When it comes to notices on plastic bags not being in line with regulations, consumer knowledge is comparatively low and the fact that 78% of retailers do not comply is also worrying. Research has found that plastic bags without notices are often of low quality, posing safety risks and environmental hazards. The report also looks into online retailers of plastic bags, and it finds that nearly 80% of plastic bag retailers openly sell plastic bags without notices or plastic bags that do not comply with the standards; violations of the regulations by non-online plastic bag retailers are also common. “Even though these retailers obviously violate the national restrictions, the ‘product quality law’, the ‘requirements for disposable plastic bags for environment, safety and notices’ and other such laws and regulations, when volunteers report them to the online platforms, they will receive a reply simply stating that ‘this report of a violation of national standards is unfounded'”, explains the Zero Waste Alliance’s general secretary Tian Qian. “In this case, we will take further action”.
During the conference over 300 plastic bags collected during the research, including those with complete, incomplete or missing notices, were displayed.
At the end of the conference, the Zero Waste Alliance made the following recommendations for the future regarding the restrictions on plastic bags:
– Elevate the “restriction on plastic bags” to administrative law, amend penalties with corresponding punishments, increase fines, and require retailers to clearly state the reporting hotline for the violation of the plastic limits declaration to facilitate public supervision.
– Eradicate the production, sale and use of all plastic bags that violate the regulations. Law enforcement departments such as the the quality inspection units should strengthen their enforcement of the ban on the irregular production, online and offline sale and use of plastic bags, and crack-down on unregulated plastic bags.
– The method of charging for plastic bags should shift from the retailers imposing the charge themselves to the charge being levied at the production level. Plastic bags should become a taxable pollutant, or producers should pay fees to a specialised plastic bag pollution prevention fund.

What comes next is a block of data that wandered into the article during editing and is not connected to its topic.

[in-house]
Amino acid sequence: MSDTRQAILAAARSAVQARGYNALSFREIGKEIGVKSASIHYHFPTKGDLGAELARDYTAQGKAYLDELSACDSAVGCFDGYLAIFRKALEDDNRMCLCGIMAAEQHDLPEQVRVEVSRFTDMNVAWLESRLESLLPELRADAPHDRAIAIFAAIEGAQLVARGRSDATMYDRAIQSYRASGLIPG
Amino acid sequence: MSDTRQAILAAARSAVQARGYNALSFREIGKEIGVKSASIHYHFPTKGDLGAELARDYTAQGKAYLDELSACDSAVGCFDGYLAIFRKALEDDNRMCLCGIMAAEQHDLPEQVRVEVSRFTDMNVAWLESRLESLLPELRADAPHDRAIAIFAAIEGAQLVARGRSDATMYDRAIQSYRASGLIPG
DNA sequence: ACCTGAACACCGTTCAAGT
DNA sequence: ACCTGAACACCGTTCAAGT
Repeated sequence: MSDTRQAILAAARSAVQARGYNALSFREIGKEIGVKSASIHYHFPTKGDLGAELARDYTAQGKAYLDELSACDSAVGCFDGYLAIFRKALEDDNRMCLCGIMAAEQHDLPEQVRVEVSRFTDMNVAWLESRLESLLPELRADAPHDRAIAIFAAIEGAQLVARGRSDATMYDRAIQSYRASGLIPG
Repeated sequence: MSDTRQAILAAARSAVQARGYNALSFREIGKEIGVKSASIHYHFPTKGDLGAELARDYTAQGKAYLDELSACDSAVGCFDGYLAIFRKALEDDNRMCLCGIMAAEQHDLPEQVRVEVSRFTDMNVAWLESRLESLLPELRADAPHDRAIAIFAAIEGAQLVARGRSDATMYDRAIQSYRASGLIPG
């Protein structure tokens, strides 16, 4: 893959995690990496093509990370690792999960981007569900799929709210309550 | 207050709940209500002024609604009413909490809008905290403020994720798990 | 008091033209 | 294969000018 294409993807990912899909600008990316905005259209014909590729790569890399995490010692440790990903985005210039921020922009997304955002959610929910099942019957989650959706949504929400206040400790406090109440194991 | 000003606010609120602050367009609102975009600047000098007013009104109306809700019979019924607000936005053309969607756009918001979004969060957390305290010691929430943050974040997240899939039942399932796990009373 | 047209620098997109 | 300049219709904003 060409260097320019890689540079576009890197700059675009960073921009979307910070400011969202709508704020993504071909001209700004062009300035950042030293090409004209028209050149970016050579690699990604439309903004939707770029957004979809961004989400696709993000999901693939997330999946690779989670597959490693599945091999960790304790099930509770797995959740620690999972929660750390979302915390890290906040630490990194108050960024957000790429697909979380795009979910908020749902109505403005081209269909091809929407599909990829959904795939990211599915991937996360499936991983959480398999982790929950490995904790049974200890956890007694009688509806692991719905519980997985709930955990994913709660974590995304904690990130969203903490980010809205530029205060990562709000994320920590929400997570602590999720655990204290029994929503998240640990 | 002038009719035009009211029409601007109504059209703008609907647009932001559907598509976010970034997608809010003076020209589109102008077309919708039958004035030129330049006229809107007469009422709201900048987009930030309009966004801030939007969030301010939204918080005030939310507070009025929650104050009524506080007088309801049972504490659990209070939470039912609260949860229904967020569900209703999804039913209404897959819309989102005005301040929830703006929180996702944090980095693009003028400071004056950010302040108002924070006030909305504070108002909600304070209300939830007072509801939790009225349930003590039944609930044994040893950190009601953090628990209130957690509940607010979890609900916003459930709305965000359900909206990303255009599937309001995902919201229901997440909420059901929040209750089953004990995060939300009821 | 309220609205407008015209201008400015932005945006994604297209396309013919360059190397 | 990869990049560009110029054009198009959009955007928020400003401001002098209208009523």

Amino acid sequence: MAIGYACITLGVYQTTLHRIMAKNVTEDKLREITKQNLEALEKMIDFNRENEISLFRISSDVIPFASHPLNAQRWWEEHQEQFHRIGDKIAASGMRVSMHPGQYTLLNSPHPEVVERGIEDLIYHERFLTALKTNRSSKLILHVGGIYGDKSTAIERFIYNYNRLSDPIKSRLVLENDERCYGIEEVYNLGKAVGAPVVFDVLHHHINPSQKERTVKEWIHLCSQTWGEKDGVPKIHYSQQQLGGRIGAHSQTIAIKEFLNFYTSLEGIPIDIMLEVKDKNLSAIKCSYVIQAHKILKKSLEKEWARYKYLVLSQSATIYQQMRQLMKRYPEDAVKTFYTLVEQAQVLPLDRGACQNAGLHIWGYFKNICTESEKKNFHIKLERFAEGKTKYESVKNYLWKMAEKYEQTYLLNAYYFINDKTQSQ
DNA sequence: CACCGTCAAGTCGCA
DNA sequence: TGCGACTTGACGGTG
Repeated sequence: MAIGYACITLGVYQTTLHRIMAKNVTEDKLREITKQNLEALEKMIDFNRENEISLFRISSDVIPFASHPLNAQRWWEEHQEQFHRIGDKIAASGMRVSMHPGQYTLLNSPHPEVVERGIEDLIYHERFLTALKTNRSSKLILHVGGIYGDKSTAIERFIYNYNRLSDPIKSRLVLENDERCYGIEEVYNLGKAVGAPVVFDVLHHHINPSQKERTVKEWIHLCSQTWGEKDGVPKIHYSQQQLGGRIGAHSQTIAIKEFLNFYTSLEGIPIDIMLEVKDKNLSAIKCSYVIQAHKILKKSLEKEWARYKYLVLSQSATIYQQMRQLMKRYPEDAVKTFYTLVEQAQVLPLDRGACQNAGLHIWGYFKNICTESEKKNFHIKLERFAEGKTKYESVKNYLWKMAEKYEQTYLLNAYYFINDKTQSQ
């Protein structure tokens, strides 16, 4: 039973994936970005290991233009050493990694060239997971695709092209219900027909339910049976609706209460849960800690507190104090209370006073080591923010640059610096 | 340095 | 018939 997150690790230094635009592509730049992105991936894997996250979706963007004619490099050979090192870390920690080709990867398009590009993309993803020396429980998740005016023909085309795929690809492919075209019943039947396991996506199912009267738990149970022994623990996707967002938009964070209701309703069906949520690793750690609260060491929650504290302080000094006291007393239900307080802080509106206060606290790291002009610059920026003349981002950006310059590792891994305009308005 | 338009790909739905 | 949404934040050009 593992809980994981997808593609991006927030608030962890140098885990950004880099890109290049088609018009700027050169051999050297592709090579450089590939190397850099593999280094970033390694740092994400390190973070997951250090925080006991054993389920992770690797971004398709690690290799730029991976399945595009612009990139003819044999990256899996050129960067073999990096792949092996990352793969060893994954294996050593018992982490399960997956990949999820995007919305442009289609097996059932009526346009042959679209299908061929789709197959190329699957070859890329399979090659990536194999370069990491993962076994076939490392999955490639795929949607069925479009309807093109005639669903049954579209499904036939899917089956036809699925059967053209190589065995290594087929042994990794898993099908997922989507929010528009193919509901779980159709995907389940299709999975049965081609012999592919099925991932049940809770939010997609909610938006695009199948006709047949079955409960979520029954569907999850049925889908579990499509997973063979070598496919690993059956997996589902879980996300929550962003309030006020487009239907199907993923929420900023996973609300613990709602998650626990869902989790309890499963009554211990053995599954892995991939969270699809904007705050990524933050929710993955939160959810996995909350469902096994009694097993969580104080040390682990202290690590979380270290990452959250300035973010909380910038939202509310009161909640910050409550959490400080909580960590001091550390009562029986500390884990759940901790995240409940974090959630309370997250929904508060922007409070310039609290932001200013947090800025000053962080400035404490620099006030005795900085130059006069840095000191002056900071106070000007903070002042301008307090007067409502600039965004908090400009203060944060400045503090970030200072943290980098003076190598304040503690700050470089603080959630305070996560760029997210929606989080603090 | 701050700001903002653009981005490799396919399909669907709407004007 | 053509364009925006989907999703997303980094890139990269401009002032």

– Clarify the aims of the “restriction on plastic bags”, fully consider limitations on other plastic packaging, encourage the use of reusable carriers. The take-out industry should be brought under the scope of the limitations, take-out platforms should take responsibility for plastic bags used by the restaurants on their platforms to comply with regulations and the appropriate departments should increase their vigilance.
Photo courtesy of Aifen (爱芬环保). Residents at the Jinyang Community pose for the camera with their vegetable baskets.
Other than this, at the conference the Zero Waste Alliance and the Shanghai Ai Fen Environmental Protection jointly introduced the “Hello, food basket – 2018 one million plastic bag reduction” initiative, targeting the problem of use of plastic bags at vegetable markets and supermarkets, calling for 10.000 people or households to take on the challenge and reduce the use of plastic bags by a million, using fruit and vegetable baskets, cloth bags and other suitable alternatives to reduce dependency on plastic bags and develop better environmental habits. Through the promotion of large scale practices and extensive publicity and dissemination to promote larger social awareness and participation, this initiative will bring a more practical solution to China’s plastic waste issue. The initiative has also support from the One Foundation and the Yiqifen Community Plan.
This is how Xie Xinyuan, policy director of the Zero Waste Alliance, summarizes things: “This year happens to be the tenth anniversary of the national restrictions on plastic bags. Ten years ago the introduction of the restrictions carried some significance: on the one hand it educated the general public on the impact of the problem of plastic waste, and on the other hand it increased public awareness of environmental issues, elevating it to a national commitment. But our research has found that with the passage of time, apart from the dedicated commitment of large supermarkets and convenience store franchises to the restrictions, a large proportion of retailers have not been implementing the regulations.”
“When facing the next ten years, the plastic pollutant problem will be even more prominent and the challenge even bigger. Other than the suggestions made above, we hope that in the next ten years the restrictions don’t solely focus on plastic bags but turn into an even larger policy including disposable plastic packaging. At the same time, so-called “degradable plastics” should not be turned into a solution. The government and general public can also find ways, like the food basket initiative, to reuse carrier items in order to achieve the target of reducing plastic waste.”